South Orange Middle School students lined up eagerly in the school auditorium on Friday afternoon to ask questions of "Daily Show" head writer and executive producer David Javerbaum, who graduated from SOMS in 1985. Questions ranged from his favorite school subject to how many celebrities he knows to whether he was class clown. One boy ventured to ask how much money he makes.
"I'm lucky enough to support my family by being the sarcastic wiseass I was meant to be," said Javerbaum, a Maplewood native and 1989 graduate of Columbia High School, who became SOMS's 12th Hall of Fame inductee. He now lives in Manhattan with his wife and two daughters.
A Harvard graduate who got his master's in musical theater composition from NYU, Javerbaum joined "The Daily Show" 10 years ago as a writer and worked his way up to executive producer. The litany of accomplishments recited by student presenters includes Emmy and Peabody awards for his work on the show; a Tony nomination for co-writing the score of the 2008 musical "Cry-Baby," a musical adaptation of the John Waters film; and the impending late October release of pregnancy satire "What to Expect When You're Expected: A Fetus's Guide to the First Three Trimesters."
He was introduced by two former teachers: retired social studies teacher Roselyn Potters and Johanna Wright, who was advisor to student government when Javerbaum was president 25 years ago.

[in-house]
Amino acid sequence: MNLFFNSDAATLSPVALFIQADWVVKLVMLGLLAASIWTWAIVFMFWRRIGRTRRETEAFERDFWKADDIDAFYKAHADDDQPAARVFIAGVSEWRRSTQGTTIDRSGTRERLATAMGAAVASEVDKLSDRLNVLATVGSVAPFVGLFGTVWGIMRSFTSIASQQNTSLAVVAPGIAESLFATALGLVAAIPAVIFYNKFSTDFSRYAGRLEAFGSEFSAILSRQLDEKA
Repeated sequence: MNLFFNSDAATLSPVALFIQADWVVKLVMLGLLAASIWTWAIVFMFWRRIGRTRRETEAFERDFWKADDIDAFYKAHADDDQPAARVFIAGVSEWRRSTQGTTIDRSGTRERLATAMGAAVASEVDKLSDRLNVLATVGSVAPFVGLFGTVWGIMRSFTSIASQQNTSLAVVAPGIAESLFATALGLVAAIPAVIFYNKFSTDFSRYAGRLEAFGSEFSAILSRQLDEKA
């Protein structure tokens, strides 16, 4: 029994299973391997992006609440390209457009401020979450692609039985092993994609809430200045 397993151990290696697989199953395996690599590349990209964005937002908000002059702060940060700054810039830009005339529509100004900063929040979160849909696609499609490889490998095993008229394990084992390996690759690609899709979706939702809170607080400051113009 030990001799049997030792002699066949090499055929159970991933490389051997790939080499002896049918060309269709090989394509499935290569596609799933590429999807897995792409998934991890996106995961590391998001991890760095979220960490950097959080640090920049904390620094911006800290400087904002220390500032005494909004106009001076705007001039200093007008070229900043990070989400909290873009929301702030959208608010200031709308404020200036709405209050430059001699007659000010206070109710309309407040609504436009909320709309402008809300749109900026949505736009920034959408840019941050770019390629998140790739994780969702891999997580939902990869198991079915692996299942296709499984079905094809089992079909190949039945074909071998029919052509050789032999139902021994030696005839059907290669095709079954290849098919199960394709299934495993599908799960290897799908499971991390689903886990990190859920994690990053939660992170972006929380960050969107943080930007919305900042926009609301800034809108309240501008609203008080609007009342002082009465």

"To me, personally, David was a history teacher's dream," said Potters. "He was self-motivated and in many ways self-taught."
"Twenty-four years ago, DJ sat where you're sitting," said Wright. "He understood that the only thing he could control was how hard he was willing to work at something."
After accepting the plaque, Javerbaum attributed his decade-long tenure at "The Daily Show" to his great working relationship with Jon Stewart, who chose him as his phone-a-friend when he appeared on "Celebrity Millionaire."
"The ability to laugh on a daily basis is so good for your soul," Javerbaum said.
When asked to name his favorite teacher, he said that Wright—who's co-advisor to the MLK and "O" Ambassadors Clubs, which organize the Hall of Fame program—was certainly the most memorable.
"She taught me things about men and women that I have yet to put into practice," he said.